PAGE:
Friday, December 28

Making Messes: News Release Resolutions

With the fast approaching New Year, it’s no surprise that New Year's resolutions and predications are among the hottest topics across the wire.

Sure, some journalists scramble for such tidbits because their readers expect it, doubly so when the space between Christmas and New Year's seems painfully short. But that’s hardly a reason to force a media release into a prediction or faux resolution piece, hoping it might get picked up as mainstream filler.

Here are five of my favorites, but not because they are true.

• released that quitting your job might be a good resolution because 77 percent of its visitors are dissatisfied with their jobs and are planning to look for a new career opportunity.

You think? If they were satisfied with their jobs, they probably wouldn’t be on to begin with.

• Transitions Lenses released that keeping New Year's resolutions is a matter of perseverance. “To stay true to your resolutions, experts recommend choosing realistic goals, like visiting your eye doctor yearly,” they say.

Geesh. If you're going to lower your expectations that much, there isn't much point in making a resolution in the first place.

• The Texas Society of CPAs came up with a boatload of “helpful hints” for meeting financial goals, including “paying off debts” and to “start saving.”

Sure, it’s pat advice. So pat, I can tell you that without being a CPA.

• A Body Worlds 2 (an exhibit in the Bay area) release suggests: everyone “Get fit. Drink less alcohol. Quit smoking. Spend more time with friends and family. Visit cultural events. Seek out educational activities.”

While the exhibit looks pretty neat, these tend to be the six most common resolutions people make every year anyway. Yawn.

• Sixty-two percent of respondents to the Turnaround Management Association's annual Trend Watch Poll said that homebuilders will face the "greatest financial and/or operational difficulties" next year.

Hmmm. Maybe the housing market will continue to be in a slump as long as experts continue to tell us it’s in a slump. (Hat tip to Wells Fargo for releasing the slump will not be as bad as some fear.)

Well, if you can't beat them, join them. I have a resolution suggestion too. Public relations professionals might resolve to save their clients about $400 per wire submission in favor of releasing ... drum roll ... relevant news. Releases like these leave big messes in the morning.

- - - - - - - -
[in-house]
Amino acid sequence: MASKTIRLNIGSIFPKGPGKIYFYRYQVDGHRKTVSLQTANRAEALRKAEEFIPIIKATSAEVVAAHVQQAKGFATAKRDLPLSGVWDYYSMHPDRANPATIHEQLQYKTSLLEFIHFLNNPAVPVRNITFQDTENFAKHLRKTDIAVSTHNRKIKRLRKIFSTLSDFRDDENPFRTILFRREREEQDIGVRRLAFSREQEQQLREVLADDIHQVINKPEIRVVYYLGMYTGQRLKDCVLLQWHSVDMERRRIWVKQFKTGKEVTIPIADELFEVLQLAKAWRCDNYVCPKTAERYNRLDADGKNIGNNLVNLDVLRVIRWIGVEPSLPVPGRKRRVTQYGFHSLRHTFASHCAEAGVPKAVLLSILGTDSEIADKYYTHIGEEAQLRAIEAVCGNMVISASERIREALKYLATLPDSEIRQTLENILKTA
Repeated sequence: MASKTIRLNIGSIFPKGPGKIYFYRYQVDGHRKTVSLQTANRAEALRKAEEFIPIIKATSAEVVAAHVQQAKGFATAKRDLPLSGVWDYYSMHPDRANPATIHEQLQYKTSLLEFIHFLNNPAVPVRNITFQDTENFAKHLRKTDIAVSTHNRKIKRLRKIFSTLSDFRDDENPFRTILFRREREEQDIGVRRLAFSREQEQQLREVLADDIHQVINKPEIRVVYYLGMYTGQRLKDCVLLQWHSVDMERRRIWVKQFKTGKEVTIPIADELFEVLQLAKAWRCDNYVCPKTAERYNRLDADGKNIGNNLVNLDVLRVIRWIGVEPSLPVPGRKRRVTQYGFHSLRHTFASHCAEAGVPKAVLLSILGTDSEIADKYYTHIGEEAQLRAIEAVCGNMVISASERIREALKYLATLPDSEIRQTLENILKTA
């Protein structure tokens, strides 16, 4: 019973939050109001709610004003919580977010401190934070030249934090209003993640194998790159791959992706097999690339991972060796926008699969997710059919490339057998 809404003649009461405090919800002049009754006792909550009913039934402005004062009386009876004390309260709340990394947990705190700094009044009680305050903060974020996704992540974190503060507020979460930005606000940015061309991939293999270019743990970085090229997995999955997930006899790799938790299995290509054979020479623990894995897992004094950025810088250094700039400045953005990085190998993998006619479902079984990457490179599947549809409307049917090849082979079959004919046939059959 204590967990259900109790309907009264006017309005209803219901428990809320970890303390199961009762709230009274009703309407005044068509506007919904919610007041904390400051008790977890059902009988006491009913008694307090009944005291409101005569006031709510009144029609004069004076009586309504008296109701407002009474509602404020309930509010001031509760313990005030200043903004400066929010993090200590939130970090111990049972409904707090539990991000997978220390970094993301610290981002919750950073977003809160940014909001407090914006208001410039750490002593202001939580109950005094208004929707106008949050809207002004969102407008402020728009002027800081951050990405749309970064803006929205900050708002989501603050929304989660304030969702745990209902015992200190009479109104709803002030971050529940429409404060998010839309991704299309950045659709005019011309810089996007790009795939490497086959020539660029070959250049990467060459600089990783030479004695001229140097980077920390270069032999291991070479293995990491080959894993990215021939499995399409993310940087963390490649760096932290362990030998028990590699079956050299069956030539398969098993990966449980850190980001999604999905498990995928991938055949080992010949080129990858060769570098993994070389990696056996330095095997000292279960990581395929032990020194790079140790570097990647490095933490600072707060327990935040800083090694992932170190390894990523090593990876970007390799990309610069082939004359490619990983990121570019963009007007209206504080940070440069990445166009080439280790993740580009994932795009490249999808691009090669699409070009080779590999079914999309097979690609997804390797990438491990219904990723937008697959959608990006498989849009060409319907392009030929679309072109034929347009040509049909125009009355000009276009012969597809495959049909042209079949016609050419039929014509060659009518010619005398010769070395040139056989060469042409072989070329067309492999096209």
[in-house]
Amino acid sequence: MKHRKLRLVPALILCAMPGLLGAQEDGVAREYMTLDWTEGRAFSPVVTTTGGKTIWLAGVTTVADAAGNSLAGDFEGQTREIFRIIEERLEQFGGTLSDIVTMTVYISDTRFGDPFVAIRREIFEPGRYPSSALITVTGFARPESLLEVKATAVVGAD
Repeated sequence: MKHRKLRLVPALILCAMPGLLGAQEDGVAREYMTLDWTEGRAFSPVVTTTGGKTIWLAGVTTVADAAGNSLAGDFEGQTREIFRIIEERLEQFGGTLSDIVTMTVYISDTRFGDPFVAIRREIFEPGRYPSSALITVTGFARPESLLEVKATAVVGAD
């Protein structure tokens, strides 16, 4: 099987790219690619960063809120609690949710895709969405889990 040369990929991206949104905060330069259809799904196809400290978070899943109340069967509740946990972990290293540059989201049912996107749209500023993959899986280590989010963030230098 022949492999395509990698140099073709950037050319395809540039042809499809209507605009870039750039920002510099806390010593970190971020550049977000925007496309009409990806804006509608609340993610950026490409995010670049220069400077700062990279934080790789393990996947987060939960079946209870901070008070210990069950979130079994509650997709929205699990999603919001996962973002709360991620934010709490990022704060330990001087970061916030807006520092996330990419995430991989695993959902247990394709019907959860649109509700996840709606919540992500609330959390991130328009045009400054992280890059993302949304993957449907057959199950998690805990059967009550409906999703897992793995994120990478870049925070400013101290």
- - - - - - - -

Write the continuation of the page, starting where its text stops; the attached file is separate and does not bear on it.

Michael J. Kannengieser on 12/28/07, 1:51 PM said...

Hi Rich,
My New Years resolution is something, I think. Great post. have a Happy New Year!
My favorite the is submission, haha. Your response is on target.

Sweet Tea on 12/28/07, 2:20 PM said...

Great job. I needed that laugh today. Do they think we're idiots or are they wingnuts?

"May thieves come to steal all of your debts."

Happy New Year!

Rich on 12/28/07, 5:29 PM said...

Thanks Mike and Jane,

Glad I could give you a laugh today. Happy New Year to both of you.


Valeria Maltoni on 12/30/07, 3:10 PM said...

What I find absolutely fascinating is that we would wait for a fictitious point in time -- a date on a calendar invented by us -- to do something about... tomorrow. Why not now? Why not here?

Thank you for the always fab reads Rich. Happy New Year to you.

Rich on 12/30/07, 9:43 PM said...

Thank you Valeria,

Why not now, indeed. I actually had that in a paragraph that got struck. Just following one intention every day seems to work very nicely. :)

Happy New Year to you too.


Unknown on 12/31/07, 11:25 PM said...

Happy New Year 2008!!! May you have a prosperous year ahead.

PS: And thanks for approving me on Facebook.

Marisa Duma
Journal by The Lightbeamers, MD.

Anonymous said...

Thanks for the laugh, Rich, that was great. And a Happy New Year to you.


Rich on 1/2/08, 2:10 PM said...

@ichaduma You bet! Thanks for inviting me.

@Alan And Happy New Year to you. I was very impressed with your BlogStraightTalk post. You given me a lot to thing about as soon as these deadlines are off my desk! :)



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